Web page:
It’s terrific for writers, of course: we love feeding the beast. But it’s been interesting to watch and participate in this… not to be dramatic or anything, this abattoir of stories, where narratives are continually cut off before their time, gone as soon as the last witness leaves the room. I suppose it’s not different than what we’re exposed to on a daily basis, as we browse headlines or hear tiny tantalizing bits of other people’s phone conversations, except that in the grand jury room we get just enough of real people’s lives to discover sympathy or anger in ourselves, and then that’s it. Anyway, it’s made me think about styles of writing and how some stories give you everything you want to know about the characters and their situations and ultimate fates, and some keep the information sketchy and let the reader fill in the blanks. There are extremes on each side, but I think most of us work somewhere in the middle. Sometimes skipping over detail is a conscious choice; occasionally we don’t realize we’ve done it until readers start asking for floor plans and previous criminal history. Is it good to be less than explicit about your protagonist’s favorite color or that mysterious triumph or tragedy in her past, to have events occur “offstage” or to let a book just end with lots of questions unanswered? Or is it a conspiracy of literary fiction types designed to drive readers crazy? Series fiction, on the whole, is more likely to fill in the blanks over time, but it doesn’t have to; genre fiction usually provides a ringing conclusion to plots, but it doesn’t have to; literary fiction often delves deeply into character motivation and lets the narrative trail off as a replication of the continuity of real life, but it doesn’t have to; and I don’t believe in artificial divisions in literature anyway.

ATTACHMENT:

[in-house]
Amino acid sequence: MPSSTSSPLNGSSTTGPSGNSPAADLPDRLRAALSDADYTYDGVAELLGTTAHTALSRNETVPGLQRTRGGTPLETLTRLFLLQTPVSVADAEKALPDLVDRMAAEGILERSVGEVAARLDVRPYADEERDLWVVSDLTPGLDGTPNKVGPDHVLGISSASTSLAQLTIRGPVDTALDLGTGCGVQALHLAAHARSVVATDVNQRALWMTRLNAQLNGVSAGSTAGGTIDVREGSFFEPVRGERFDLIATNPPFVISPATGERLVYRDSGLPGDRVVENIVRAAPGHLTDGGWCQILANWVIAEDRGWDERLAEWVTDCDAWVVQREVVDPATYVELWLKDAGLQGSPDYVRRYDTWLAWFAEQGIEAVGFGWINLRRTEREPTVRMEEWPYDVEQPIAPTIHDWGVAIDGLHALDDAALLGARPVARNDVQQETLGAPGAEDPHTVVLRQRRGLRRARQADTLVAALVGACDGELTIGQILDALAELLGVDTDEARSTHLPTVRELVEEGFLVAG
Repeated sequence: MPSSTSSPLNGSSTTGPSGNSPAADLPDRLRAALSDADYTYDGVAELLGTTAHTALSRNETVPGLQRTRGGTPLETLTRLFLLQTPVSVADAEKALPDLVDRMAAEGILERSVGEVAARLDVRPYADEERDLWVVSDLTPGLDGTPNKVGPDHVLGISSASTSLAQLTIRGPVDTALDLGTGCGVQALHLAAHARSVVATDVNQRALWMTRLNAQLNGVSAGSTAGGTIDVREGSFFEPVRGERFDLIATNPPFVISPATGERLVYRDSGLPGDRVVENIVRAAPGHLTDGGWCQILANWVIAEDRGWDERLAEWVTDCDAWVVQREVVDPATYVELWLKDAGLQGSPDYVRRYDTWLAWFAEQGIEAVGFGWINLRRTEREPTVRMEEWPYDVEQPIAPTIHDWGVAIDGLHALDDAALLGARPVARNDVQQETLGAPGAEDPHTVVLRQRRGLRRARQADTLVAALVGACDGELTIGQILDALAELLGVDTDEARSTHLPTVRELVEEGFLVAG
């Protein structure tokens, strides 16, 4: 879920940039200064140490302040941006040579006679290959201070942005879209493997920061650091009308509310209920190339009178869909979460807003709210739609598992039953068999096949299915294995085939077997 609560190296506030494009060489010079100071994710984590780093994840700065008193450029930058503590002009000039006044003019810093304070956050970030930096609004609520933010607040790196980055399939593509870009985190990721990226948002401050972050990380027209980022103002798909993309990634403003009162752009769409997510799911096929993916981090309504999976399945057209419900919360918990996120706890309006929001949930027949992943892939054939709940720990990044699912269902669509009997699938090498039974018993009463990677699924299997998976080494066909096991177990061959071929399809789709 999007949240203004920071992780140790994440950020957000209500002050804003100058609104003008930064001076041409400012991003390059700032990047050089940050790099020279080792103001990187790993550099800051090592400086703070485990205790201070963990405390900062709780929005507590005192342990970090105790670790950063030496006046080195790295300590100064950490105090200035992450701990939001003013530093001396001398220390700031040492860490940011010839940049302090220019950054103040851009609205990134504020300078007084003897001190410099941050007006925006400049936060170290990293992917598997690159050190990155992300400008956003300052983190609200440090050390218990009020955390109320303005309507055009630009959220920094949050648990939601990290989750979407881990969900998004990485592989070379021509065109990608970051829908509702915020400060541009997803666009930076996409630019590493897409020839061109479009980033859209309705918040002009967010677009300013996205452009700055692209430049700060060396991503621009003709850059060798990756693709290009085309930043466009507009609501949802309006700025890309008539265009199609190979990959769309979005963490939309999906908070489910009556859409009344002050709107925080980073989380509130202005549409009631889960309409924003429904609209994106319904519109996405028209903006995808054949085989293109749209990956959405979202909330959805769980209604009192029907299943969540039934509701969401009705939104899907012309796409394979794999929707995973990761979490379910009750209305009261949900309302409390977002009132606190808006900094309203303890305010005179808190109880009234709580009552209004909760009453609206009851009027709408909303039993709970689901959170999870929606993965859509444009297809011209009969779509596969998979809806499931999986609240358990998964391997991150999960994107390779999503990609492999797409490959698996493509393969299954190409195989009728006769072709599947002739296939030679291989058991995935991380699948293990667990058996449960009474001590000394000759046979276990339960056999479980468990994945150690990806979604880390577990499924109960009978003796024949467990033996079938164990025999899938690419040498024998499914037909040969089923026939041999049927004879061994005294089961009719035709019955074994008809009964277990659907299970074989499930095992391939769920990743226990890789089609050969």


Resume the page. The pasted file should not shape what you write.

What I do know is that the biggest part of writing is looking for, finding, and crafting stories, whether they are “complete” or not. You find out quickly enough that “complete” is always a lie, that just because something is real doesn’t mean it makes a good story, and that even though we’ve all evolved to appreciate tale-telling, writers’ brains examine it somewhat differently. This is among the many reasons (the biggest being that I hate conflict) that I mostly shut up about politics, because if I don’t I end up rambling about the shape of the narrative and making people think I don’t care about issues or feel political choices have real effects (I mean, it’s arguable, but mostly yes I really do), and in fact I was doing that for a while earlier in this horrible epic of an election season until I got sick of listening to everyone concerned without exception and started mainlining old “West Wing” episodes instead. It’ll come out in the wash; I’ve got an election happening in the Waters of Time ‘verse too. I usually deal with political reality by writing distant echoes of it, and of course by voting.